3. Guillaume, Y. R. F. F., Dawson, J. F., Otaye-Ebede, L., Woods, S. A., & West, M. A. (2017). Harnessing demographic differences in organizations: What moderates the effects of workplace diversity? Journal of Organizational Behavior, 38(2), 276–303. https://doi.org/10.1002/job.2040
  4. van Knippenberg, D., De Dreu, C. K. W., & Homan, A. C. (2004). Work Group Diversity and Group Performance : An Integrative Model and Research Agenda. Journal of Applied Psychology, 89(November 2015), 1008–1022. https://doi.org/10.1037/0021-9010.89.6.1008
  5. van Knippenberg, D., & Hoever, I. J. (2018). Team Diversity and Team Creativity: A Categorization-Elaboration Perspective. In R. Reiter-Palmon (Ed.), Team Creativity and Innovation (pp. 41–60). Oxford: Oxford University Press.
  6. Stevens, F. G., Plaut, V. C., & Sanchez-Burks, J. (2008). Unlocking the Benefits of Diversity: All-Inclusive Multiculturalism and Positive Organizational Change. The Journal of Applied Behavioral Science, 44(1), 116–133. https://doi.org/10.1177/0021886308314460
  7. Shore, L. M., Randel, A. E., Chung, B. G., Dean, M. A., Ehrhart, K. H., & Singh, G. (2011, July). Inclusion and diversity in work groups: A review and model for future research. Journal of Management. https://doi.org/10.1177/0149206310385943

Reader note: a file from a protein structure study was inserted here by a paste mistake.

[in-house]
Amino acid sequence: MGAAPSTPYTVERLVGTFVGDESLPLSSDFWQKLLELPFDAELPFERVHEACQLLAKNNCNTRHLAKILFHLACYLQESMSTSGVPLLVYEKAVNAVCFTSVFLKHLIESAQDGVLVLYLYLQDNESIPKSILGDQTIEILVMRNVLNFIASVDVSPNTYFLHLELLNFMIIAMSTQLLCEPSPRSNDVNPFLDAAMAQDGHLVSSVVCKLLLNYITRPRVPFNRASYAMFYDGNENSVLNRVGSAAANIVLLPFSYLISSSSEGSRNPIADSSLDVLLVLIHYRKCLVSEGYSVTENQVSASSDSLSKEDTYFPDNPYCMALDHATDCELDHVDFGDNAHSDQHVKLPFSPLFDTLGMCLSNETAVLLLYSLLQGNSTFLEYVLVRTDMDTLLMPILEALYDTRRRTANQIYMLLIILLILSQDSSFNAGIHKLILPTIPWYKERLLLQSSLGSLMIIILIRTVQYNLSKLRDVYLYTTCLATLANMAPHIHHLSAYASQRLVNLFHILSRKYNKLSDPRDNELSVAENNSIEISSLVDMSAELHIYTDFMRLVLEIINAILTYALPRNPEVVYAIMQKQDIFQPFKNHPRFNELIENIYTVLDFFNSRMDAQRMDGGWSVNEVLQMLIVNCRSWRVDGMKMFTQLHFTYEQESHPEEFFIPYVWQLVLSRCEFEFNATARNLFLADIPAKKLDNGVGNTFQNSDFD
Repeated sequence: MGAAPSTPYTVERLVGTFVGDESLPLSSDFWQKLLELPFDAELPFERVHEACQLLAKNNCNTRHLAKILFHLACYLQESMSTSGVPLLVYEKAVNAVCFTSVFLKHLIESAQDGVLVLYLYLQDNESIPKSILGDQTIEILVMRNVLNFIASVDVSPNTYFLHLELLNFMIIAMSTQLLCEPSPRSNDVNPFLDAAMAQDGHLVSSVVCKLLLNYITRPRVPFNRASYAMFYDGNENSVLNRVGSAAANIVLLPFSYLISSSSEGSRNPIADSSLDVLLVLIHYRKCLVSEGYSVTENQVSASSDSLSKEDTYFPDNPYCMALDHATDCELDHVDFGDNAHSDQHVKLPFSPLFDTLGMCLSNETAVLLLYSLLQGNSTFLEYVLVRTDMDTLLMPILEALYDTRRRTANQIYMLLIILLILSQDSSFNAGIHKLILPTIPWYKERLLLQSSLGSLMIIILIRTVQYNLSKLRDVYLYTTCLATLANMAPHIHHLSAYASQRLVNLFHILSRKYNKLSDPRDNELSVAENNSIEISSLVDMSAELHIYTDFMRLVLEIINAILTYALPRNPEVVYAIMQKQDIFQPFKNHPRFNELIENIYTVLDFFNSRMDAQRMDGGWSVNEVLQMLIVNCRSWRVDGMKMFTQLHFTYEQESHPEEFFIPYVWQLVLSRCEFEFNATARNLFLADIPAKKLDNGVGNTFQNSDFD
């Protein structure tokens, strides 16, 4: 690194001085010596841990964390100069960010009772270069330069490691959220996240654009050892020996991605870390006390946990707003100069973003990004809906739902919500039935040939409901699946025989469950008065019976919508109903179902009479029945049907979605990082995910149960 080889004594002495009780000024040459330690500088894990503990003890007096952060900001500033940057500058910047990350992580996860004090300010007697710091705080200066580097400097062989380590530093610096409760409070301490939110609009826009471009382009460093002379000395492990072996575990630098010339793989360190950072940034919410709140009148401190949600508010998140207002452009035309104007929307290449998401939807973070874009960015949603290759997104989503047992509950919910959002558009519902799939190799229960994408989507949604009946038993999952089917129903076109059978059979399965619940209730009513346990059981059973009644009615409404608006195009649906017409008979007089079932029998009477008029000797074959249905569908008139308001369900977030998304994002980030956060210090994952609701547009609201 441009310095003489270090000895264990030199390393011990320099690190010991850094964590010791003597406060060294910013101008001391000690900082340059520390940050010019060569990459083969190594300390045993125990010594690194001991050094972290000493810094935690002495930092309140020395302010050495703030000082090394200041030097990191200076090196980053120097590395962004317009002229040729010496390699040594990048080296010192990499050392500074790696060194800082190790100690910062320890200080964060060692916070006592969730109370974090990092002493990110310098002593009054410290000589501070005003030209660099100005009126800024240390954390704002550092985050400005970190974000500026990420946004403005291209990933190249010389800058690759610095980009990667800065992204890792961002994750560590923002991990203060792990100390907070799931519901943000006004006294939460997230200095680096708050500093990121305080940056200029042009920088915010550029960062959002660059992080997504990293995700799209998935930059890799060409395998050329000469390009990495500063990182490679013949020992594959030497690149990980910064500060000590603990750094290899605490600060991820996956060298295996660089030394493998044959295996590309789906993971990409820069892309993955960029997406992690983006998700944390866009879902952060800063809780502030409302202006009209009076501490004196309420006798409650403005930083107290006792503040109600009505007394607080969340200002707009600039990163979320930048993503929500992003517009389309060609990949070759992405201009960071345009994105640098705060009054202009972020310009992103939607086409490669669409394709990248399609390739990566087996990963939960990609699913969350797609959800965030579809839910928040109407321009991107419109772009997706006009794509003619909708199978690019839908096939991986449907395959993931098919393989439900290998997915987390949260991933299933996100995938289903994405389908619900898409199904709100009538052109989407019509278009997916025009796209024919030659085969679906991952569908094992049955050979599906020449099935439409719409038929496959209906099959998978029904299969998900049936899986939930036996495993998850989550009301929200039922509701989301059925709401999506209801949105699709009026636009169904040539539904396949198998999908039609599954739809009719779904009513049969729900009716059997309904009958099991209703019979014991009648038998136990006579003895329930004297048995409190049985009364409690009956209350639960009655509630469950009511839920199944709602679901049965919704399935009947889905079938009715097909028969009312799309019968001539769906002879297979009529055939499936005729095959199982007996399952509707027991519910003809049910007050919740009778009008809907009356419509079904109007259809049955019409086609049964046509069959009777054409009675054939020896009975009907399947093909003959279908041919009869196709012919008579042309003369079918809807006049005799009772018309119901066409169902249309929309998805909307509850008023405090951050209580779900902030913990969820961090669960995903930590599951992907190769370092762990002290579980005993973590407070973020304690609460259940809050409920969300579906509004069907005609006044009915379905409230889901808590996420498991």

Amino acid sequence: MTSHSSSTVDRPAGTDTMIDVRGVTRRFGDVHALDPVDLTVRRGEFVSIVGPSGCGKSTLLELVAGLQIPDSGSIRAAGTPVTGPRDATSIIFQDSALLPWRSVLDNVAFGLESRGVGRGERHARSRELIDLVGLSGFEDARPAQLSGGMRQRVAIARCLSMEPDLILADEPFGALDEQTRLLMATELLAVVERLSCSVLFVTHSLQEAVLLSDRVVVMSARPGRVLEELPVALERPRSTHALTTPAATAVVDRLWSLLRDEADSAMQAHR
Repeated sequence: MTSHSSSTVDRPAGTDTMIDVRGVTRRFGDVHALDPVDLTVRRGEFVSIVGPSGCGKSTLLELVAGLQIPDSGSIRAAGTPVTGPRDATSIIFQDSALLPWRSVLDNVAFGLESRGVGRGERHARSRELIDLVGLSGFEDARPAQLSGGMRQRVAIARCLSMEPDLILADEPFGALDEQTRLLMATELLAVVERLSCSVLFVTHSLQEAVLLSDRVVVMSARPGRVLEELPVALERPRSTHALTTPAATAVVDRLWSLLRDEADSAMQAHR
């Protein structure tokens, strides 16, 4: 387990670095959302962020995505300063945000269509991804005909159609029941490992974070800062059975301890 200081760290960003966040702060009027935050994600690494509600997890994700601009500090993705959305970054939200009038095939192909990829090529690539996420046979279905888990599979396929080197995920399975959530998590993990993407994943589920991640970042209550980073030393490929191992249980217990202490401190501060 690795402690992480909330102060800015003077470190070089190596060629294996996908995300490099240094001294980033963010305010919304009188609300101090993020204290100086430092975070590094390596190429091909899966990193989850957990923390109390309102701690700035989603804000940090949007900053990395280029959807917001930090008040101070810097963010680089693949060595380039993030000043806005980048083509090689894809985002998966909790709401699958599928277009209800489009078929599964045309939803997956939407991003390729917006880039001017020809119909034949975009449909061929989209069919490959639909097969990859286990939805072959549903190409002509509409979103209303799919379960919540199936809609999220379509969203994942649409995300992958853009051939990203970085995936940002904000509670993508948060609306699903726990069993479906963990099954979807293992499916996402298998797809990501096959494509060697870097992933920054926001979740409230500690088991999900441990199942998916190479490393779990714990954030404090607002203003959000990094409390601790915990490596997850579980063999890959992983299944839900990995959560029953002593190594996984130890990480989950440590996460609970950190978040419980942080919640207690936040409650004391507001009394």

8. Fantini, A. E. (2000). A central concern: Developing intercultural competence. SIT Occasional Papers Series, 1, 25–42.
  9. Verbeek, S. (2011). Employment equity policy frames in the literature: “good practice” versus “bad idea.” International Journal of Human Resource Management, 22(9), 1942–1962. http://doi.org/10.1080/09585192.2011.573972

Cover photo by : Matheus Viana

French PhD in social psychology ● Writing about inclusion, diversity and discriminations, in the light of social sciences.

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Benjamin Pastorelli, PhD

Benjamin Pastorelli, PhD

French PhD in social psychology ● Writing about inclusion, diversity and discriminations, in the light of social sciences.